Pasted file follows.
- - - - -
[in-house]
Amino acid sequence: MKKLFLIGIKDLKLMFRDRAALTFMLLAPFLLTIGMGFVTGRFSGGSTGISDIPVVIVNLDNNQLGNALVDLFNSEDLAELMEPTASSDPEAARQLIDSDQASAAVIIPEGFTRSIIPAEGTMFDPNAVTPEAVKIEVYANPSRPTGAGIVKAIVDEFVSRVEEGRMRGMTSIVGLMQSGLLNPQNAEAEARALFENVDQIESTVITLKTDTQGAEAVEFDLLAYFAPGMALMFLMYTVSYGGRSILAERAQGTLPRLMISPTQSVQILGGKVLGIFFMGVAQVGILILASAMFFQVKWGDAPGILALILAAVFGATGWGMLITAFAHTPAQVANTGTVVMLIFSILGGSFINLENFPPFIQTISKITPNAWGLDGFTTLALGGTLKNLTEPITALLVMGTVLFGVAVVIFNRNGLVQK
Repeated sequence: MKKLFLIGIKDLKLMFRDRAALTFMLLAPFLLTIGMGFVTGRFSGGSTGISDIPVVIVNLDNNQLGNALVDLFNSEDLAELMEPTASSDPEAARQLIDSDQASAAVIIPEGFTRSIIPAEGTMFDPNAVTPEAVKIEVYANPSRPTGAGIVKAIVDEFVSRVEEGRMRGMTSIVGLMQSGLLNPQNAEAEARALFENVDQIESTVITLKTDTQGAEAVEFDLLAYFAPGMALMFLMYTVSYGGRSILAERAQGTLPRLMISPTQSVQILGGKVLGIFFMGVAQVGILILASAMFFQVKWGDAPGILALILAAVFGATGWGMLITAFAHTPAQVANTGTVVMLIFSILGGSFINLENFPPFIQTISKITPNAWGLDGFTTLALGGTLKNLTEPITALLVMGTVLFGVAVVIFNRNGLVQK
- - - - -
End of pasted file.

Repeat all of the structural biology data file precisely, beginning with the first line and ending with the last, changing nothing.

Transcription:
[in-house]
Amino acid sequence: MKKLFLIGIKDLKLMFRDRAALTFMLLAPFLLTIGMGFVTGRFSGGSTGISDIPVVIVNLDNNQLGNALVDLFNSEDLAELMEPTASSDPEAARQLIDSDQASAAVIIPEGFTRSIIPAEGTMFDPNAVTPEAVKIEVYANPSRPTGAGIVKAIVDEFVSRVEEGRMRGMTSIVGLMQSGLLNPQNAEAEARALFENVDQIESTVITLKTDTQGAEAVEFDLLAYFAPGMALMFLMYTVSYGGRSILAERAQGTLPRLMISPTQSVQILGGKVLGIFFMGVAQVGILILASAMFFQVKWGDAPGILALILAAVFGATGWGMLITAFAHTPAQVANTGTVVMLIFSILGGSFINLENFPPFIQTISKITPNAWGLDGFTTLALGGTLKNLTEPITALLVMGTVLFGVAVVIFNRNGLVQK
Repeated sequence: MKKLFLIGIKDLKLMFRDRAALTFMLLAPFLLTIGMGFVTGRFSGGSTGISDIPVVIVNLDNNQLGNALVDLFNSEDLAELMEPTASSDPEAARQLIDSDQASAAVIIPEGFTRSIIPAEGTMFDPNAVTPEAVKIEVYANPSRPTGAGIVKAIVDEFVSRVEEGRMRGMTSIVGLMQSGLLNPQNAEAEARALFENVDQIESTVITLKTDTQGAEAVEFDLLAYFAPGMALMFLMYTVSYGGRSILAERAQGTLPRLMISPTQSVQILGGKVLGIFFMGVAQVGILILASAMFFQVKWGDAPGILALILAAVFGATGWGMLITAFAHTPAQVANTGTVVMLIFSILGGSFINLENFPPFIQTISKITPNAWGLDGFTTLALGGTLKNLTEPITALLVMGTVLFGVAVVIFNRNGLVQK